Rouben Rostamian

MaplePrimes Activity

These are replies submitted by Rouben Rostamian

The actions you take depend on your ultimate goals.  Are you going to keep the image in a Maple worksheet or are you going to export it to be used elsewhere?

If you are going to keep the images solely within a Maple worksheet.  You can use plots:-arrow or plottools:-arrow to do something like what you want.  Or you can use plottoos:-line and plottools:-polygon to build your own arrows and arrowheads from scratch, and use plots:-textplot to add labels.

If you are going to export the image as something like PNG or EPS, then there are better tools for inserting additional elements in images.  Again that depends on your ultimate goal.  In my case, I frequently export drawings from Maple to include them in PDF documents produced by LaTeX, and use LaTeX's TikZ package for adding arrows and text on drawings.  Others may have other suggestions for doing such things but it's hard to recommend something specific unless you explain what you intend to do with those images.

In addition to responding to acer's question, you may want to make some clarifications:

  1. You say "square matrix M of m rows and n columns".  Does that mean m=n?
  2. Does "below the main diagonal" include the diagonal itself?
  3. Regarding "returns the smallest element" -- what if there are several such elements.  What should the procedure return?

If you can't solve a problem, it's a good strategy to attempt a simpler problem first.  [This is paraphrased from an advice attributed to Polya.]   In your case, why start with a 3D problem?  Can you do it in 2D?

So, consider in the vertical xy plane, a hill given as y = 1 − |x|.  You shoot a ball at x=−1 up the hill with a sufficiently high initial velocity to reach and go past the summit.  How do you expect the ball to behave?  Can you sketch a graph?

I am not asking for mathematical calculations; rather, for what you intuitively feel the solution should look like.  Your answer here will clarify what to expect in the 3D case.

@kambiz1199 I suggest that you use mmcdara's method instead.  It should be more useful to your purposes.

@mmcdara I have converted your Reply to Answer, and voted up.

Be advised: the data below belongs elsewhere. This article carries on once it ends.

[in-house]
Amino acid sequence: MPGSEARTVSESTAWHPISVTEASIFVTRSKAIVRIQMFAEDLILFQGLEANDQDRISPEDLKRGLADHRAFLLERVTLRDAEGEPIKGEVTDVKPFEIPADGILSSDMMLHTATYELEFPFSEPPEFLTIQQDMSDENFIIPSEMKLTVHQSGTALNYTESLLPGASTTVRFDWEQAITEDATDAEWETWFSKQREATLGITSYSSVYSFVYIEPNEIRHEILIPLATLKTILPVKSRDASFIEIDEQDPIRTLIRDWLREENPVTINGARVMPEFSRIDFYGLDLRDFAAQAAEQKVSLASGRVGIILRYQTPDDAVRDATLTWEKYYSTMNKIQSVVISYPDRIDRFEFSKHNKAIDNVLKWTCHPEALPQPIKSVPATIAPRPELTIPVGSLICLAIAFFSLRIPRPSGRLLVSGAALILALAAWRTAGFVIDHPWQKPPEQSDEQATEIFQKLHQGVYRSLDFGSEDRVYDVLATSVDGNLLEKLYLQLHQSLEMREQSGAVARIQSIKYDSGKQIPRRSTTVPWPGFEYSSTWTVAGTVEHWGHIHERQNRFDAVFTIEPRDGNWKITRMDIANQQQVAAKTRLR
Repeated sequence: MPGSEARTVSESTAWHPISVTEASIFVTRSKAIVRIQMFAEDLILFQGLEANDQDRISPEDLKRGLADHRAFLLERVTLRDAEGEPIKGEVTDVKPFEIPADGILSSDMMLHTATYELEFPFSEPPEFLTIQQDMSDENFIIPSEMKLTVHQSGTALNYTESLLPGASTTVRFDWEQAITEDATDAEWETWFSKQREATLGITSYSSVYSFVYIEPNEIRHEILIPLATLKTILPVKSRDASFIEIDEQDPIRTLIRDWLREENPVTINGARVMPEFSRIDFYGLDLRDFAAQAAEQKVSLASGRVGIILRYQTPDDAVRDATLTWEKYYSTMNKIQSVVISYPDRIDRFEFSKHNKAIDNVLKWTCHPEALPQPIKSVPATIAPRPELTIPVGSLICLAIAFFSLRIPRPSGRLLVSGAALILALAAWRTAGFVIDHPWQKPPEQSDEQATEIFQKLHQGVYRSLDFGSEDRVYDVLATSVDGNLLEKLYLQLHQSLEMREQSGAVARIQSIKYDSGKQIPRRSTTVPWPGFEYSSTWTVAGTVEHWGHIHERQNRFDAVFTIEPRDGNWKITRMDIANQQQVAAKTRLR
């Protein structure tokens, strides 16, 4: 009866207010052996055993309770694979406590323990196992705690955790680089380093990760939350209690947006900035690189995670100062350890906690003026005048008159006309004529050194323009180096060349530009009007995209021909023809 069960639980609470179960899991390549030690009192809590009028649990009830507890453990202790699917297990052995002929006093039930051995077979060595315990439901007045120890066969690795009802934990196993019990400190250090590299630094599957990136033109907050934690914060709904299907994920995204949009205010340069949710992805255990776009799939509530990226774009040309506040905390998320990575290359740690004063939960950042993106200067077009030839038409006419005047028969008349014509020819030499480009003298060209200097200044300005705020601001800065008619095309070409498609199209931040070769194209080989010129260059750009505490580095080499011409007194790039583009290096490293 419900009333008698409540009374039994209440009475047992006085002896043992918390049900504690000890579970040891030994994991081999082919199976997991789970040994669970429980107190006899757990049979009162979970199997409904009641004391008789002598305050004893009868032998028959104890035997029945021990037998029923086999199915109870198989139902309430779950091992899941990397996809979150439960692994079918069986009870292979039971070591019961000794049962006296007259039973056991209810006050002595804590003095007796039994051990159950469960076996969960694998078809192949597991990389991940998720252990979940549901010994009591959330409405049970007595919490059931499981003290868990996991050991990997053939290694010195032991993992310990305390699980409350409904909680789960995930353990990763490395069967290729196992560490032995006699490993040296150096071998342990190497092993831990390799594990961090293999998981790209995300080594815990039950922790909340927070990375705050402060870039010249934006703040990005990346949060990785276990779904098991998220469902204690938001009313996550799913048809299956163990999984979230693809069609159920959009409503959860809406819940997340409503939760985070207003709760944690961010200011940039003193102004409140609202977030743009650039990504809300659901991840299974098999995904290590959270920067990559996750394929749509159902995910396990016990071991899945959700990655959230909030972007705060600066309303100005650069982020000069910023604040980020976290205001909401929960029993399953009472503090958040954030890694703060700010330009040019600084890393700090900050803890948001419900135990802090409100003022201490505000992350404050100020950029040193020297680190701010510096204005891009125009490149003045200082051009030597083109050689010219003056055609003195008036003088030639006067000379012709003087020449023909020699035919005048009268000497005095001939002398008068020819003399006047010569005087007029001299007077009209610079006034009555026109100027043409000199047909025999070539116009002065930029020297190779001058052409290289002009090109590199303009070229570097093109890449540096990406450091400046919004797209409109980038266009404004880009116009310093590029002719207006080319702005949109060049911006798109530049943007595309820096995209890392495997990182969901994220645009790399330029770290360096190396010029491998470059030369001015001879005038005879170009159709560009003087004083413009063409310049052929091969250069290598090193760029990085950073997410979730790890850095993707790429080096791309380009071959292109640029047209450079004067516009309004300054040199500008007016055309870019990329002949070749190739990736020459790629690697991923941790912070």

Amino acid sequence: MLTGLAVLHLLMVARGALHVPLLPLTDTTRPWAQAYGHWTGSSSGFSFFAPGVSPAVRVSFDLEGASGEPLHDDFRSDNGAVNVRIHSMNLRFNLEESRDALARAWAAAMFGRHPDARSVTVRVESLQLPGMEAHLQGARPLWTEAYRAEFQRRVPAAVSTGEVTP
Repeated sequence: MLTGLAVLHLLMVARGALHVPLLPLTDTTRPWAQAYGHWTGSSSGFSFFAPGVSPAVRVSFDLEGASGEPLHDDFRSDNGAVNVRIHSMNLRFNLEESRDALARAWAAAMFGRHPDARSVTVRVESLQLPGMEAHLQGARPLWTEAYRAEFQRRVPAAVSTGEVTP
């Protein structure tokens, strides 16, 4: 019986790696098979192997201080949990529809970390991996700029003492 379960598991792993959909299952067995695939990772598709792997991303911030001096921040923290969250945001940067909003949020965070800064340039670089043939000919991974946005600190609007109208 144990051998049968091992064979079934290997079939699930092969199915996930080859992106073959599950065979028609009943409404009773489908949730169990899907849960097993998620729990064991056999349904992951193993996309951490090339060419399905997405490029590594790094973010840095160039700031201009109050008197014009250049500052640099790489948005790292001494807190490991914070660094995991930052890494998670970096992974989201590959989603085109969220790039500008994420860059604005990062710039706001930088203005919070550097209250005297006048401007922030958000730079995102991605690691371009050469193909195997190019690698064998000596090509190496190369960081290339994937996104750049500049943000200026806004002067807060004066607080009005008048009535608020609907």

@kambiz1199 You want to plot the function F*r*sin(theta) - m but you have specified neither the values of F, r, and m, nor the value of the radius of curved axis.  I picked arbitrary values for those parameters and produced the plot that you didn't like.

You have the worksheet. You can either replace my parameters with what you want, or tell me the parameters and I will do that for you.

@kambiz1199 The x coordinate goes from 0 to Pi. The interval [0,Pi] is bent into a semicircle, whose length is also Pi.  So the diagram is correct in terms of scale.  What about it seems to be incorrect to you?

Your system of PDEs is highly nonlinear and a symbolic solution is extremely unlikely.  You will need to solve the system numerically.  But for that you need to supply numerical values for s, epsilon, Pr, lambda, delta.

Even then I seriously doubt the correctness of your equations. The combination du/dt + d^2 u / dy^2 forms a very ill-behaved partial differential operator. Are you sure that the plus sign is correct?  I will feel much more comfortable if it were a minus sign.

Same goes for the theta equation.

Check your equations!

Aside:  You have been posting questions on in this forum for a couple of years now, so I suppose that by now you know how to enter equations in Maple.  It will be helpful to your readers (and you!) if you could actually do that and post your worksheet instead of writing things like  s*Pr*( d)/(dy)theta +lam... which are only subject to interpretation.

If something can be implemented in some programming language, it can also be implemented in Maple.  So the direct answer to your question is YES.

If you are looking for something more specific, then you will have to be more specific.

Making an apple is easy by rotating an ellipse about the z axis.  Adding the stem and leaf is left as an exercise :-;



@jalal The command R[n,phi](u) rotates the vector u about the vector n through an angle phi.  It assumes that the axis of rotation goes through the origin.  In your worksheet your axis doesn't, and that's why you are getting an unexpected result.

Here I have translated the objects in your worksheet so that the rotation axis goes through the origin, and the result is a torus, as expected:

It is not too difficult to modify the proc R so that it performs a rotation about an arbitrarily positioned axis but perhaps the extra headache is not worth the trouble.  It is easier to set things up so that the rotation axis goes through the origin.


@Kitonum There is no need for implicitplot3d for the second graph.  Just plot3d will do:

9*x^2*(3-z)^2+9*y*(3+z)^4 = 16*(-z^2+9)^2;
solve(%, y);
plot3d(%, x=-8..8, z=-3..3, view=-3..3);

or better yet:

9*x^2*(3-z)^2+9*y*(3+z)^4 = 16*(-z^2+9)^2;
solve(%, y);
plot3d([x,%,z], x=-8..8, z=-3..3, view=[-8..8, -3..3, -3..3]);


@vv Thank you very much for that construction.  It certainly produces the desired result.  I don't quite see how it works since I am not familiar with the Iterator package.  I will need to look into that.

@Kitonum Thanks.  That's very good.  I had looked at combinat:-permute, but didn't make the connection.

Hello @mmcdara I can't make sense of that worksheet.  Solving a nonlinear differential equation with finite elements is not exactly trivial.  I don't see anything that resembles a solution in there.

But as I wrote earlier, plugging the equation and boundary conditions into Maple produces a solution with no effort at all.

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